Here is a video of my daughter’s horse, Abbott, free lunging. Free lunging is when you put the horse through its paces around the arena without a lunge line. Abbott is trained to respond to clucking noises. So in this video when you see him stopping and then resuming his paces, my daughter is off camera clucking to encourage him to keep going. Free lunging is less stressful on the horse’s joints because you’re not constraining him to a small circle when he’s moving. Abbott is a 2005 quarter horse/paint gelding. His shire was a western pleasure champion, which is apparent in his movement. My daughter enjoys showing him in huntseat equitation. Abbott is the apple of her eye.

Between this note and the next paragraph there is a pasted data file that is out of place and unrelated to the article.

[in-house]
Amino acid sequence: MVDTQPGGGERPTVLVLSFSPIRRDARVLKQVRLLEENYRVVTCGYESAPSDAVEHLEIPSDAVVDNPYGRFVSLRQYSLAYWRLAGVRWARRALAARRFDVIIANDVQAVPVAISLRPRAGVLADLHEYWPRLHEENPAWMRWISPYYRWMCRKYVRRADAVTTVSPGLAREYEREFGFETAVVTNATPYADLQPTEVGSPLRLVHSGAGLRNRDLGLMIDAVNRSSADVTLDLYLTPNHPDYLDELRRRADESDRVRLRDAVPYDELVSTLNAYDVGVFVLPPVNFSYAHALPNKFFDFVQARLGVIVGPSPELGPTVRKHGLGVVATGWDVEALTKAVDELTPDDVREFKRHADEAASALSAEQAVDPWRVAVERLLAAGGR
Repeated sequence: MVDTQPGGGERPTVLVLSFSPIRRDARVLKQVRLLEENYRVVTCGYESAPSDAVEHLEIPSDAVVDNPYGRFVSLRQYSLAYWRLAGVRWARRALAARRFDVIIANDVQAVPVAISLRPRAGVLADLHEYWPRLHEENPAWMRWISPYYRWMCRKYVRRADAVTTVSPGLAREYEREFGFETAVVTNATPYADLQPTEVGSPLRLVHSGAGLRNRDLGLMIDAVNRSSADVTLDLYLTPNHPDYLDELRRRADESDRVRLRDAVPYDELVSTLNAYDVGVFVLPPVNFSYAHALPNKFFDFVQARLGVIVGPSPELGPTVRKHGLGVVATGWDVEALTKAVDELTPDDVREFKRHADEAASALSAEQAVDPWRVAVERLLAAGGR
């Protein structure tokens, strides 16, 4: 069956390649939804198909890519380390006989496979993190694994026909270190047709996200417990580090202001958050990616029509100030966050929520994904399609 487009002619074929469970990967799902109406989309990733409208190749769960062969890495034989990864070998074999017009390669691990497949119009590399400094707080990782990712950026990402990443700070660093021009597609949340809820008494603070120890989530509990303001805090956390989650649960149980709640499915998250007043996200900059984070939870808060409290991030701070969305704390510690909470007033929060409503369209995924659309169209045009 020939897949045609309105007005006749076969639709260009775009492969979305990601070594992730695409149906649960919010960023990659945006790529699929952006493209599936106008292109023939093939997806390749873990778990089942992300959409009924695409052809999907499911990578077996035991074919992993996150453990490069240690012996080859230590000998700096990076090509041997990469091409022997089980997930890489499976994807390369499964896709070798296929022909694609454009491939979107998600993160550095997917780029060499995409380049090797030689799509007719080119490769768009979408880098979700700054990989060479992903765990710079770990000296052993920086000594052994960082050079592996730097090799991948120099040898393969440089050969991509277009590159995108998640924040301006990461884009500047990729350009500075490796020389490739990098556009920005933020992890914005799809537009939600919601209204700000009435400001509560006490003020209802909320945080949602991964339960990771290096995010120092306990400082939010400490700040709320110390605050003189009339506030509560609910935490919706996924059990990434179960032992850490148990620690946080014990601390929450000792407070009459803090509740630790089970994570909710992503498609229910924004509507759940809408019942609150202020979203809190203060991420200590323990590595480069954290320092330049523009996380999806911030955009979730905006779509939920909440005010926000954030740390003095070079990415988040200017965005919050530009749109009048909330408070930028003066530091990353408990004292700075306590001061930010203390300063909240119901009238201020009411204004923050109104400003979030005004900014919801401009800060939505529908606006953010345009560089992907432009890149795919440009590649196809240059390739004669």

And here is a picture of me riding Abbott. I enjoyed horseback riding at a place called Patty’s Riding Stable in Fairfax, Virginia in the early 1970s. Back then it cost $3.00 per hour to ride the horses. I diligently saved my weekly allowance (.50 cents per week), and when I had accumulated enough money, I’d go for a ride. I had no idea what I was doing but I didn’t care, I had fun anyway. Apparently the horses knew I was clueless because one Chestnut mare named “Chessie” would slam me into the corner of a barn filled with grain every time I rode by it in an effort to knock me out of my saddle. I had to take my foot out of my stirrup and push off against the building with my foot to keep her from body slamming me against the side of the building. Somehow, I always managed to hang on. When this photo was taken, I hadn’t ridden a horse in over 30 years. It felt so much higher up there in the saddle than I remembered, and I was initially quite nervous. Abbott was very patient with me.